The Hollow Ground by Natalie S. Harnett

Posted on September 5, 2015 by Regina | 0 Comments

The underground mine fires ravaging Pennsylvania coal country have forced Brigid Howley and her family to seek refuge with her estranged grandparents, the formidable Gram and the Black Lung stricken Gramp. Tragedy is no stranger to the Howleys, a proud Irish-American clan who takes strange pleasure in the "curse" laid upon them generations earlier by a priest who ran afoul of the Molly Maguires. The weight of this legacy rests heavily on a new generation, when Brigid, already struggling to keep her family together, makes a grisly discovery in a long-abandoned bootleg mine shaft. In the aftermath, decades' old secrets threaten to prove just as dangerous to the Howleys as the burning, hollow ground beneath their feet. Inspired by real-life events in now-infamous Centralia and the equally devastated town of Carbondale, The Hollow Ground is an extraordinary debut with an atmospheric, voice-driven narrative and an indelible sense of place.

“We walk on fire or air, so Daddy liked to say. Basement floors too hot to touch. Steaming green lawns in the dead of winter. Sinkholes, quick and sudden, plunging open at your feet.”

The synopsis of this book is the kind that plants little hooks inside my historically minded brain and pulls on it. Especially the part of my brain that loves hauntingly atmospheric settings set among neglected snapshots of American history.

The below picture is what first came to mind when I read that the story setting was in a coal mining town in Pennsylvania. I immediately imagined the coal mining children of the early 1900s then realized that Harnett’s novel is set in the 1960s.

Penn boy miners

 

Close your eyes and imagine you live in a half-deserted town that has abandoned coal mines scattered about and end-of-the-world sized cracks in the ground with what looks like the steamy breath of hell seeping through them. That’s the story setting. Part of me was really wishing that this had been a full-fledged horror novel. There are, indeed, some horrific moments and they are presented in that strange and spellbinding way that leaves you questioning what exactly ‘just happened’.

 

Centralia 2Centralia 1Centralia 3

Pictures of the town of Centralia from brave tourists.

Brutal and raw in its telling, the book deals with a murder mystery, a family curse and the adolescence of the book’s narrator, Brigid Howley.  I enjoyed how these plot lines were woven through the story of Brigid’s personal experiences. While I sympathized with Brigid, I cannot say I enjoyed seeing the world through her eyes. It was utterly depressing and the supporting characters are so dramatically flawed that I found myself feeling rage on more than one occasion. I found it particularly meaningful in how the book presented the Irish-American family’s ”curse”. This thread of the story highlighted the importance behind words and beliefs and how a child can interpret the careless words of adults in damaging ways.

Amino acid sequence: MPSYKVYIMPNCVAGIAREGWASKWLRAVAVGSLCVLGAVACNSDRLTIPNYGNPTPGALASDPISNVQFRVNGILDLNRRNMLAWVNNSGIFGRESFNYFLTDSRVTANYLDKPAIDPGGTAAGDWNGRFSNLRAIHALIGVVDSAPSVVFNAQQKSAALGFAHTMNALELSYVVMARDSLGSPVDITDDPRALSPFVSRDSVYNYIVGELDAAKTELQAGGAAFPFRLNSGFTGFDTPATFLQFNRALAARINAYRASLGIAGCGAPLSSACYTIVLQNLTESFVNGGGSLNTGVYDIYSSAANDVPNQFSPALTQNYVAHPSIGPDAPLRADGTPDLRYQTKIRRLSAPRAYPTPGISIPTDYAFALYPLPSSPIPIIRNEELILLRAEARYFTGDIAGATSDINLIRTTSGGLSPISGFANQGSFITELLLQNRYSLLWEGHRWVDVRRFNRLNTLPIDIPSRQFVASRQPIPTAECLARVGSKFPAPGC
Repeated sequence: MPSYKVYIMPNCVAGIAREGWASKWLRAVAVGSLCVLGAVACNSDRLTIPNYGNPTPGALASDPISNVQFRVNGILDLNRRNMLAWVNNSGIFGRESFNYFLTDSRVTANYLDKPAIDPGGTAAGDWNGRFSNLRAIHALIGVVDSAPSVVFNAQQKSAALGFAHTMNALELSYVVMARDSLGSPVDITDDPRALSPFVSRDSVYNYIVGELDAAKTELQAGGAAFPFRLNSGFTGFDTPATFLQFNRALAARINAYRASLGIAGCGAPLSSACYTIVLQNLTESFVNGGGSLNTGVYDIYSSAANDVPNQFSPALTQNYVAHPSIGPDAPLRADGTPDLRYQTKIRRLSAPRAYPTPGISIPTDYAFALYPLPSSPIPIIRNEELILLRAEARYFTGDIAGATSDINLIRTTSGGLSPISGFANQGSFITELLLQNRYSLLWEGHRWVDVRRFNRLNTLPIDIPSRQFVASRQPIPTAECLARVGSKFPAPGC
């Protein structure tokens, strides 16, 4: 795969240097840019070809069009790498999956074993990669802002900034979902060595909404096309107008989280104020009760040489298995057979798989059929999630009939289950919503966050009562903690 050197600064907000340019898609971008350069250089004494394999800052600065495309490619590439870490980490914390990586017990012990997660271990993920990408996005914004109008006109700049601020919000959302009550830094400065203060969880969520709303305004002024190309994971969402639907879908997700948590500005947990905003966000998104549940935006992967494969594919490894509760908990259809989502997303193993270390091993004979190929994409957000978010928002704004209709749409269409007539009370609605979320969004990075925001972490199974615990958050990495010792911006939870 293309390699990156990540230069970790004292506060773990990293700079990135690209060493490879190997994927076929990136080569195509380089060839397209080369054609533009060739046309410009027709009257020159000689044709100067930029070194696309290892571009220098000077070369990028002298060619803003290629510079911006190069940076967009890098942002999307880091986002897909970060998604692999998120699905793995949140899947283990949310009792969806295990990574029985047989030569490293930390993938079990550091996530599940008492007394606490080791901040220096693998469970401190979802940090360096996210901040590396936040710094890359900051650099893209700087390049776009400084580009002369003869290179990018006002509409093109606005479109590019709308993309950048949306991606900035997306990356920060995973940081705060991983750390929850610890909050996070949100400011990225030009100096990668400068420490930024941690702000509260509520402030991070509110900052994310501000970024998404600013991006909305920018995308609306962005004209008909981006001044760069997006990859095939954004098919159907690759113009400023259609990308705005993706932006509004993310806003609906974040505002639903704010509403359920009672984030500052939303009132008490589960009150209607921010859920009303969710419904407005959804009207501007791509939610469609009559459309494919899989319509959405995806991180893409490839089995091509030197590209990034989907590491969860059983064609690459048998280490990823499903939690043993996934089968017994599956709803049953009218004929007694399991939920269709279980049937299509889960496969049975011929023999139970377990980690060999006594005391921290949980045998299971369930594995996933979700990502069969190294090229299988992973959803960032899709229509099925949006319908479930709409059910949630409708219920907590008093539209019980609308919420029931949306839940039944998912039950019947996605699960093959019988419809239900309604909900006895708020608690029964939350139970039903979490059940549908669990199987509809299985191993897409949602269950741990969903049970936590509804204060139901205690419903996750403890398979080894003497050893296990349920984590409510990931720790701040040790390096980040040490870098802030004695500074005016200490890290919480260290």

The Hollow Ground has been compared to To Kill A Mocking Bird and a Tree Grows in Brooklyn. I’ve read both of those books (it’s been a LONG while) and I understand the comparison, but those were not the associations this book conjured for me. There are adult themes of abuse, alcoholism and violence that are presented in a much more raw way than what I remember from TKAM and ATGIB. I think those comparisons are aimed at a specific audience and as someone who reads all over the charts, I found myself comparing The Hollow Ground to Victorian era classic literature and a Young Adult novel (strange, I know).  If I had to compare this book to others, I would say it’s a mix between a Thomas Hardy novel and a Cat Winter’s novel.

The author has done an amazing job of capturing the coming-of-age voice of Brigid Howely and has painted the story world in a way that the reader knows it’s the 1960s but feels like the little town of Centralia, PA is stuck in an ominous time-warp, still holding on to the early 20th century. I would recommend this book for the author’s lovely writing alone, but also recommend it for those who like to read about tucked away tragedies in small, creepy towns.

Here’s an interesting documentary on the town of Centralia if you are intrigued by its history after reading The Hollow Ground like I was:

 

And just for fun:

Here’s a creepy little video comparing Centralia to Silent Hill, the creepy-ass video game that has given me nightmares since teen-hood, lol. (If you don’t care about the full backstory, you can skip in to 2:30 to see the drive through town footage.)

 

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Classical music nerd by day, freelance writer and blogger by night. When I review books, I don't dish out and rehash every character and detail. What's the point of reading a book if you give most of the deets away in a review??? My reviews are more about my impressions and over all experience with the book. I am also a world-renowned armchair psychologist, and love to psychoanalyze authors.
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